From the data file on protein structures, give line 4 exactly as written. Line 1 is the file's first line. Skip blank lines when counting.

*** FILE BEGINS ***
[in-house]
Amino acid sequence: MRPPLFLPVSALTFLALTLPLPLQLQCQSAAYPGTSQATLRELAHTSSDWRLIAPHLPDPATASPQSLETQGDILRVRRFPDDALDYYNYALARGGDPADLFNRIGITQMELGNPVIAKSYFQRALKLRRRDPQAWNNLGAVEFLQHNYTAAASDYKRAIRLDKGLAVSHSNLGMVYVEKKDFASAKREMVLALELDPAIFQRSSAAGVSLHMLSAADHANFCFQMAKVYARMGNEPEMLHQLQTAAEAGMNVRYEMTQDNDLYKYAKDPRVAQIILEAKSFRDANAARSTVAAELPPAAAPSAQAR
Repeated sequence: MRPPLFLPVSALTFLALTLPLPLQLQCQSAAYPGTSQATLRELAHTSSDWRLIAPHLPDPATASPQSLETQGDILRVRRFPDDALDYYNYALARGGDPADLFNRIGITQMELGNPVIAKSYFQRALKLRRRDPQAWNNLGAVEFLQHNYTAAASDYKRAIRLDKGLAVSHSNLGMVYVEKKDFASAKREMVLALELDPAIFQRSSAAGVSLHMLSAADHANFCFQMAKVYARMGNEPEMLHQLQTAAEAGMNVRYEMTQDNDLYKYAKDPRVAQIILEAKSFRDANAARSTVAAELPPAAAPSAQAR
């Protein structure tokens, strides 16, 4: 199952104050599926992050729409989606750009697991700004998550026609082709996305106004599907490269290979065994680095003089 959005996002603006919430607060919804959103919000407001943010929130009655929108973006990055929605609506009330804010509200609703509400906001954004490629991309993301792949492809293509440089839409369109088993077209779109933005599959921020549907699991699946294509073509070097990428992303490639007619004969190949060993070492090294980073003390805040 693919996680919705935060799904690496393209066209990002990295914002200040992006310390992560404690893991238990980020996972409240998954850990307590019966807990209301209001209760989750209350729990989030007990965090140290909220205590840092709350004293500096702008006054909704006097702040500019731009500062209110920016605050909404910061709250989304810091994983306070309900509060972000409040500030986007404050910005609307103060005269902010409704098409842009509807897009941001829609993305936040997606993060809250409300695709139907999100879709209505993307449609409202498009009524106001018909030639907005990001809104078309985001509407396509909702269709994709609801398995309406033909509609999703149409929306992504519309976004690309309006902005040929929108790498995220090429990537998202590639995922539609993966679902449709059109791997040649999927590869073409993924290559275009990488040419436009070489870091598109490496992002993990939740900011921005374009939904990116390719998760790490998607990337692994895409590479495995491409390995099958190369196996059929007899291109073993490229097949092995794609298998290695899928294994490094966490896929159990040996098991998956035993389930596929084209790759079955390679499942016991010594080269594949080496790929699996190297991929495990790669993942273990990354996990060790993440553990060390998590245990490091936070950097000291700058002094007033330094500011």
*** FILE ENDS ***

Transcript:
């Protein structure tokens, strides 16, 4: 199952104050599926992050729409989606750009697991700004998550026609082709996305106004599907490269290979065994680095003089 959005996002603006919430607060919804959103919000407001943010929130009655929108973006990055929605609506009330804010509200609703509400906001954004490629991309993301792949492809293509440089839409369109088993077209779109933005599959921020549907699991699946294509073509070097990428992303490639007619004969190949060993070492090294980073003390805040 693919996680919705935060799904690496393209066209990002990295914002200040992006310390992560404690893991238990980020996972409240998954850990307590019966807990209301209001209760989750209350729990989030007990965090140290909220205590840092709350004293500096702008006054909704006097702040500019731009500062209110920016605050909404910061709250989304810091994983306070309900509060972000409040500030986007404050910005609307103060005269902010409704098409842009509807897009941001829609993305936040997606993060809250409300695709139907999100879709209505993307449609409202498009009524106001018909030639907005990001809104078309985001509407396509909702269709994709609801398995309406033909509609999703149409929306992504519309976004690309309006902005040929929108790498995220090429990537998202590639995922539609993966679902449709059109791997040649999927590869073409993924290559275009990488040419436009070489870091598109490496992002993990939740900011921005374009939904990116390719998760790490998607990337692994895409590479495995491409390995099958190369196996059929007899291109073993490229097949092995794609298998290695899928294994490094966490896929159990040996098991998956035993389930596929084209790759079955390679499942016991010594080269594949080496790929699996190297991929495990790669993942273990990354996990060790993440553990060390998590245990490091936070950097000291700058002094007033330094500011």